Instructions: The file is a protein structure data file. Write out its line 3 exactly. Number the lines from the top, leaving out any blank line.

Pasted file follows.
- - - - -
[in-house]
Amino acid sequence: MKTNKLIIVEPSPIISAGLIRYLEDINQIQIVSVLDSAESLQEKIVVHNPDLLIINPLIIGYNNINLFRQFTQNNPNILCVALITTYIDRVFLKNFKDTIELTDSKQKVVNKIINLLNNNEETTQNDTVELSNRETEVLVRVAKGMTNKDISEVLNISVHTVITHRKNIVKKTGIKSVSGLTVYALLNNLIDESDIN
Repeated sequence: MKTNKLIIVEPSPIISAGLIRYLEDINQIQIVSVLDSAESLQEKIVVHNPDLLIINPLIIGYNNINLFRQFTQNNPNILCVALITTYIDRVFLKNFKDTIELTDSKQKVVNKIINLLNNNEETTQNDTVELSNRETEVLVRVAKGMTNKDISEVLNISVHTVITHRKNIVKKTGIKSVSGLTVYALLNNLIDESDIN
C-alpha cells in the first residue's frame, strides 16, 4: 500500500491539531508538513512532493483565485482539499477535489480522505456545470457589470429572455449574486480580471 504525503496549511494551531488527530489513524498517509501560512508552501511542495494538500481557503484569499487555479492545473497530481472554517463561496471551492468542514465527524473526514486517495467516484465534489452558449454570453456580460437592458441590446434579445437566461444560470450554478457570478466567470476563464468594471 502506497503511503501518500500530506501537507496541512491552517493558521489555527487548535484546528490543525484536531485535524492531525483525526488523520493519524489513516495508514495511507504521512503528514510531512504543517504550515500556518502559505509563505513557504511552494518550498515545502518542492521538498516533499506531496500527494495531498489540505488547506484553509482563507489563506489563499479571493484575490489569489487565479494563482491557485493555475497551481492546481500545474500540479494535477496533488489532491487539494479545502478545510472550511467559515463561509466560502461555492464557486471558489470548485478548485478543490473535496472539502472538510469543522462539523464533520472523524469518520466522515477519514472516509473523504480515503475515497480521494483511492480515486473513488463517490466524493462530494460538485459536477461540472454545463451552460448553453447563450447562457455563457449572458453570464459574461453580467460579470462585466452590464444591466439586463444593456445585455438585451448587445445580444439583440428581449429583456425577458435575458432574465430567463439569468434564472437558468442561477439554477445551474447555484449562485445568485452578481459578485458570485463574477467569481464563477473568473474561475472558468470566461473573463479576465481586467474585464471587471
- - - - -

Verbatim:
Repeated sequence: MKTNKLIIVEPSPIISAGLIRYLEDINQIQIVSVLDSAESLQEKIVVHNPDLLIINPLIIGYNNINLFRQFTQNNPNILCVALITTYIDRVFLKNFKDTIELTDSKQKVVNKIINLLNNNEETTQNDTVELSNRETEVLVRVAKGMTNKDISEVLNISVHTVITHRKNIVKKTGIKSVSGLTVYALLNNLIDESDIN